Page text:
Cleaning decanters presents a special problem. First use the cleaning method as described above. Rinse the inside of the decanter until it is free of all suds, then place it in a plastic dish rack upside down to drain. The decanter must be completely dry before replacing the stopper or it will “fog up” (due to the temperature/humidity differential between the inside of the glass and the outside air). I find that if you cut up an old cotton sheet in narrow strips about 36” long and use a 1/4” diameter wooden dowel to insert these into the decanter, you can then swirl the strips around inside and remove most of the moisture.

After fully draining, rinsing out the inside with acetone (that you can get at any hardware store) will greatly accelerate the drying process. After pouring about a 1/4 cup into the decanter, hold your finger over the opening and shake vigorously, then discard the acetone. You must take care with the acetone, as it is flammable and could damage your furniture. (When using any chemicals to clean glass, exercise safety to the fullest extent; protect your hands with lightweight rubber gloves, wear eye protection, and have plenty of ventilation).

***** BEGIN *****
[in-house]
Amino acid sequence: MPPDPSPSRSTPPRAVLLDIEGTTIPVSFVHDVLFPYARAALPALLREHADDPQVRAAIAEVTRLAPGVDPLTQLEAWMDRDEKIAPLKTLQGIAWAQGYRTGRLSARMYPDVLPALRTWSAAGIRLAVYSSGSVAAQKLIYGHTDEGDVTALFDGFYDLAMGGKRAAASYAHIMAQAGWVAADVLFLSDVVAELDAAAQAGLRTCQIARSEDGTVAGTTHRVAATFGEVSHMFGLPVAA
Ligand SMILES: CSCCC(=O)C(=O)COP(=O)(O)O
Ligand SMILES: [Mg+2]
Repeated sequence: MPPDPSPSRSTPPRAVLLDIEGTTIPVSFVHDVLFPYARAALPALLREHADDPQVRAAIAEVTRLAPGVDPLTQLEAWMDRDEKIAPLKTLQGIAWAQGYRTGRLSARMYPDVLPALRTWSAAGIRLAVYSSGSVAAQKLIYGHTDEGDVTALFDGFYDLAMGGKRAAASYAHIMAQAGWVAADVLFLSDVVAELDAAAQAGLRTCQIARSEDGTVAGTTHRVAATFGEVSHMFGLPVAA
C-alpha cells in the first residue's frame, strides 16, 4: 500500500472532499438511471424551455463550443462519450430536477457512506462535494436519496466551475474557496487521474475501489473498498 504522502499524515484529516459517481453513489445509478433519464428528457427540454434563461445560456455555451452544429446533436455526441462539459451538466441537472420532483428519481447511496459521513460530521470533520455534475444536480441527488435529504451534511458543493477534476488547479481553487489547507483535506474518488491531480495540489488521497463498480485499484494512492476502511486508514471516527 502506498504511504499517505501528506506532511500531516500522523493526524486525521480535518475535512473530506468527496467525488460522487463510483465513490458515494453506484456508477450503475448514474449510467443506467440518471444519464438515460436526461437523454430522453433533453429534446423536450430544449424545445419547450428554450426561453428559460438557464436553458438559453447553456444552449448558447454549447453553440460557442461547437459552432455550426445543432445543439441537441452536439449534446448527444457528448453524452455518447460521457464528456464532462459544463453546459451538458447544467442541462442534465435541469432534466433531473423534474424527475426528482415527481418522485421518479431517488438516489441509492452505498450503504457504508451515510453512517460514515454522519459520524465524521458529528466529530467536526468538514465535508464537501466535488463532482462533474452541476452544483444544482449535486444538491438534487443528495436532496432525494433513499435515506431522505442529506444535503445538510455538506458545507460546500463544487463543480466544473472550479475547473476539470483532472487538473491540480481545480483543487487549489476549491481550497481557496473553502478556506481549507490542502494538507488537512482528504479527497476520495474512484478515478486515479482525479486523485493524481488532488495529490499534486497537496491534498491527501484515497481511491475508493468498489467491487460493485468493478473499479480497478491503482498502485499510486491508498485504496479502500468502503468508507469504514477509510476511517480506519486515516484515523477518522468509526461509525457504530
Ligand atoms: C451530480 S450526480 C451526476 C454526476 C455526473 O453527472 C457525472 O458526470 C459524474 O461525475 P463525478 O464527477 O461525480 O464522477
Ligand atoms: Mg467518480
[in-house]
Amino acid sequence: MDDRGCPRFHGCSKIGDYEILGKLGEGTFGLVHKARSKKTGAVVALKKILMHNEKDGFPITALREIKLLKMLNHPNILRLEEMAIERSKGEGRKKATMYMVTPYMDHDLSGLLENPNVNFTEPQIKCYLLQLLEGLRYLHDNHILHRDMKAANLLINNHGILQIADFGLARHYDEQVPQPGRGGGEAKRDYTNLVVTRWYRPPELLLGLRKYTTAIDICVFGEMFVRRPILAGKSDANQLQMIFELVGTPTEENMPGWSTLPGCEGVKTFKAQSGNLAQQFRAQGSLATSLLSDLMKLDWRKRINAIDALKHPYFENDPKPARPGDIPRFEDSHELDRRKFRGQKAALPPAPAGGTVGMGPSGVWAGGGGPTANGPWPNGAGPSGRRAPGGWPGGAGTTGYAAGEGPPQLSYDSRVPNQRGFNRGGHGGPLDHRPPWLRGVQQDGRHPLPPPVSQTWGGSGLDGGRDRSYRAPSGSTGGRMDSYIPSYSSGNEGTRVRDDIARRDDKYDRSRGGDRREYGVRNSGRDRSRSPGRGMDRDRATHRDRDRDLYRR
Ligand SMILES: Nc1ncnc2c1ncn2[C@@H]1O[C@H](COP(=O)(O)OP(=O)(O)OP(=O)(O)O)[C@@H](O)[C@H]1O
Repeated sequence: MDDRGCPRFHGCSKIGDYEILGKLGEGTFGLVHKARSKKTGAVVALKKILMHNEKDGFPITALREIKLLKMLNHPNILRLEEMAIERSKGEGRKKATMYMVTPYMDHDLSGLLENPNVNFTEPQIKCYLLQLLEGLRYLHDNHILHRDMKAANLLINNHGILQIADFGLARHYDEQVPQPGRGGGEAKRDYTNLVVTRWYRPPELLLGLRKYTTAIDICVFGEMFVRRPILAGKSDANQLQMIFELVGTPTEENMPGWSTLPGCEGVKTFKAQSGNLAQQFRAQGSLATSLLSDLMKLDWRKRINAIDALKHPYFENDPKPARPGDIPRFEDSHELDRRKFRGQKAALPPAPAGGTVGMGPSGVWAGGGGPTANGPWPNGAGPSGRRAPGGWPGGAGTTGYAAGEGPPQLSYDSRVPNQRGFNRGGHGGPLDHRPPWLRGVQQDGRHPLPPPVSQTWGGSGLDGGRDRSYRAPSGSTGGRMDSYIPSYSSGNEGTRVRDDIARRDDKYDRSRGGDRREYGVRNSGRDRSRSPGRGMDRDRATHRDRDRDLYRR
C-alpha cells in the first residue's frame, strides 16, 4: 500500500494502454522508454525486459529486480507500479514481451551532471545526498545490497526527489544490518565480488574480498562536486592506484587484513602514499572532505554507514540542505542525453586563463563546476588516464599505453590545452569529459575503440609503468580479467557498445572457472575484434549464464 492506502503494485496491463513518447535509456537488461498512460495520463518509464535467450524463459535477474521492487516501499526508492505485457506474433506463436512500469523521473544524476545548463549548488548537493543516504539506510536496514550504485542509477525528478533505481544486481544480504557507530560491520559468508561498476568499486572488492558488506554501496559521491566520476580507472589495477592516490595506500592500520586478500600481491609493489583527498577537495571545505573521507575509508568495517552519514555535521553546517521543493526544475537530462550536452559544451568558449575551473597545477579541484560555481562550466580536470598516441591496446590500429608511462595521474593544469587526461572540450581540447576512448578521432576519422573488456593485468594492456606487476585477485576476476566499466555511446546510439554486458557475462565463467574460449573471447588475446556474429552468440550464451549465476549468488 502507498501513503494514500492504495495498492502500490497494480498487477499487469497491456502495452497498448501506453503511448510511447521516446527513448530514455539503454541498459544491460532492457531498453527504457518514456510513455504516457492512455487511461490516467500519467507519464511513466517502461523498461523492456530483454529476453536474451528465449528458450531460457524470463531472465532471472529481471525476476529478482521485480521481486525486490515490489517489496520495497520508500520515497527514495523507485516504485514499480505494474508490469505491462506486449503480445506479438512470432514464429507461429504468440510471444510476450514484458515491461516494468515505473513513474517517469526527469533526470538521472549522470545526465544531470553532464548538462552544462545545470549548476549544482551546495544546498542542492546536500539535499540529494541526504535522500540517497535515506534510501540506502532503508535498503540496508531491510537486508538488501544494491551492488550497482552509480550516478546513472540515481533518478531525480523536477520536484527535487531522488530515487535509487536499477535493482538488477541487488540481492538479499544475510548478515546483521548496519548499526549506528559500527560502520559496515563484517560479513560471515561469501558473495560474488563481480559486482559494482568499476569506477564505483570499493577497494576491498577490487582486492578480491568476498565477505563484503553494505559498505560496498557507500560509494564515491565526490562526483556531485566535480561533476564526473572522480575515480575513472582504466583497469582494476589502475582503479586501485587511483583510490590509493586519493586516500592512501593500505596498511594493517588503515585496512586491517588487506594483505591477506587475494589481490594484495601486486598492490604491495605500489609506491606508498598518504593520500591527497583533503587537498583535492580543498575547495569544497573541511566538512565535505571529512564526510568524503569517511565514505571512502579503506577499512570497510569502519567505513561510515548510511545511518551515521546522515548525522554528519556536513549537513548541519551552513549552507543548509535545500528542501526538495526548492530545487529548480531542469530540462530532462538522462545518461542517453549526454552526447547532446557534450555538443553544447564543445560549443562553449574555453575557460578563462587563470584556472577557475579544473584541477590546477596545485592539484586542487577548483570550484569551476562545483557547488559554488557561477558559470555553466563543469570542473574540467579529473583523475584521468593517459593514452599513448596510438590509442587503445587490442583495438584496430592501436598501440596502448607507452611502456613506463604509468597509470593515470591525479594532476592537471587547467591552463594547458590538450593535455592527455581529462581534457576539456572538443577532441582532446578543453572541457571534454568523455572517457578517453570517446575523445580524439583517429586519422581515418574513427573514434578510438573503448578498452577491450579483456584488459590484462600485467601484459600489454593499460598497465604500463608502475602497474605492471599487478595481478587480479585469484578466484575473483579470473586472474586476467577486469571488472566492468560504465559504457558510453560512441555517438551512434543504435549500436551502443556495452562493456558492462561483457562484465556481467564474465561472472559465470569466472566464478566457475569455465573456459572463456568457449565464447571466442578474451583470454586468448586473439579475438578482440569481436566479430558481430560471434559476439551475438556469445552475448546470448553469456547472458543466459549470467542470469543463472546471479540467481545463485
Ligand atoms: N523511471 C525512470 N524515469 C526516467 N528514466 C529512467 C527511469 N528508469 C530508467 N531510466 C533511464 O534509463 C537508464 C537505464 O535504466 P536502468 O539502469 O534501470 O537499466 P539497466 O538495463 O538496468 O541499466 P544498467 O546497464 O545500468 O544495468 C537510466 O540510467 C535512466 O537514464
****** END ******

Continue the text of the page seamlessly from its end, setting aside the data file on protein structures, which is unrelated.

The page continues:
Careful and Consistent Cleaning Is Best

When you go to use the item again, rinse it out in warm water to make sure no chemical film has remained, and always clean the inside of decanters after use – as alcohol or water left in it can damage the surface of the glass. (Water residue is mostly lime deposits left after evaporation has taken place.)

Some people have recommended the use of a hair drier to speed up drying the interior of decanters

ABCG trumpet fluted vase

American Brilliant Cut Glass trumpet fluted vase, 12 inches in height, no condition issues, sold for $18 (with buyer’s premium) through Fuso Auctions, Willoughby, Ohio

and carafes. I have not used this method. If you do, remember the effect of heat on cut glass and start on low cycle. There are some good glass cleaning products on the market. Look around, ask around, shop around.

Vases are also hard to clean and dry inside. Never use a bottle brush or anything with metal parts as this can scratch the interior. That may have been what put those scratches in the very tip of the trumpet vases that you see now and again. A good policy that a dealer shared with me recently is to use distilled water in your vase when in use and change the water daily. This saves those deposits of stains and minerals from the flowers themselves from spoiling the beauty of your vase.